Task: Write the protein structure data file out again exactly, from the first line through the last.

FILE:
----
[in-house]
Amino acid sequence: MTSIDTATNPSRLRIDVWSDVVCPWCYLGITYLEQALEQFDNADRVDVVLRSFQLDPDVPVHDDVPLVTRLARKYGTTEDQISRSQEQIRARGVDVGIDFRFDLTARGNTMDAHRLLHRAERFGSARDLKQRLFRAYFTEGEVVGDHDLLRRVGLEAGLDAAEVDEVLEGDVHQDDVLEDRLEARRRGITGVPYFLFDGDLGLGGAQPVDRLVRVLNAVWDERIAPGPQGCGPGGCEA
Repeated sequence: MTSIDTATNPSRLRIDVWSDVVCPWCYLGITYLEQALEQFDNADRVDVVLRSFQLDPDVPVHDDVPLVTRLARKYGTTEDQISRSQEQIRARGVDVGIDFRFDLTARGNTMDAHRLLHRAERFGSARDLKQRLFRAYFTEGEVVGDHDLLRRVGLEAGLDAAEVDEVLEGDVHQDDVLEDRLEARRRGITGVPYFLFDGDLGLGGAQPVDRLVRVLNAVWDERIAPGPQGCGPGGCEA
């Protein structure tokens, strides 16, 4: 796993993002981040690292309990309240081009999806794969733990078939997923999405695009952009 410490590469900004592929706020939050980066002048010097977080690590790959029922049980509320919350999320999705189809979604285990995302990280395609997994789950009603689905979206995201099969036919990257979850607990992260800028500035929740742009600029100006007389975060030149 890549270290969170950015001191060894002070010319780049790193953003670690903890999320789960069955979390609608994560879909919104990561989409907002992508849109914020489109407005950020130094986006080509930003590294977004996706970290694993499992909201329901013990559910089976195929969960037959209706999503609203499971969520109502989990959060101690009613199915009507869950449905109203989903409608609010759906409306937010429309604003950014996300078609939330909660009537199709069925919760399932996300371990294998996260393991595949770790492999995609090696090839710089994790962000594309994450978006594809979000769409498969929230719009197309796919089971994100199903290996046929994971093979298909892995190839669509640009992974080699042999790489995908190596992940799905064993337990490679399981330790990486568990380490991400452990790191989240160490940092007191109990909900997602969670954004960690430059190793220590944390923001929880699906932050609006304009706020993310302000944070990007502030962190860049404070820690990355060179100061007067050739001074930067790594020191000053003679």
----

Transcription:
[in-house]
Amino acid sequence: MTSIDTATNPSRLRIDVWSDVVCPWCYLGITYLEQALEQFDNADRVDVVLRSFQLDPDVPVHDDVPLVTRLARKYGTTEDQISRSQEQIRARGVDVGIDFRFDLTARGNTMDAHRLLHRAERFGSARDLKQRLFRAYFTEGEVVGDHDLLRRVGLEAGLDAAEVDEVLEGDVHQDDVLEDRLEARRRGITGVPYFLFDGDLGLGGAQPVDRLVRVLNAVWDERIAPGPQGCGPGGCEA
Repeated sequence: MTSIDTATNPSRLRIDVWSDVVCPWCYLGITYLEQALEQFDNADRVDVVLRSFQLDPDVPVHDDVPLVTRLARKYGTTEDQISRSQEQIRARGVDVGIDFRFDLTARGNTMDAHRLLHRAERFGSARDLKQRLFRAYFTEGEVVGDHDLLRRVGLEAGLDAAEVDEVLEGDVHQDDVLEDRLEARRRGITGVPYFLFDGDLGLGGAQPVDRLVRVLNAVWDERIAPGPQGCGPGGCEA
């Protein structure tokens, strides 16, 4: 796993993002981040690292309990309240081009999806794969733990078939997923999405695009952009 410490590469900004592929706020939050980066002048010097977080690590790959029922049980509320919350999320999705189809979604285990995302990280395609997994789950009603689905979206995201099969036919990257979850607990992260800028500035929740742009600029100006007389975060030149 890549270290969170950015001191060894002070010319780049790193953003670690903890999320789960069955979390609608994560879909919104990561989409907002992508849109914020489109407005950020130094986006080509930003590294977004996706970290694993499992909201329901013990559910089976195929969960037959209706999503609203499971969520109502989990959060101690009613199915009507869950449905109203989903409608609010759906409306937010429309604003950014996300078609939330909660009537199709069925919760399932996300371990294998996260393991595949770790492999995609090696090839710089994790962000594309994450978006594809979000769409498969929230719009197309796919089971994100199903290996046929994971093979298909892995190839669509640009992974080699042999790489995908190596992940799905064993337990490679399981330790990486568990380490991400452990790191989240160490940092007191109990909900997602969670954004960690430059190793220590944390923001929880699906932050609006304009706020993310302000944070990007502030962190860049404070820690990355060179100061007067050739001074930067790594020191000053003679």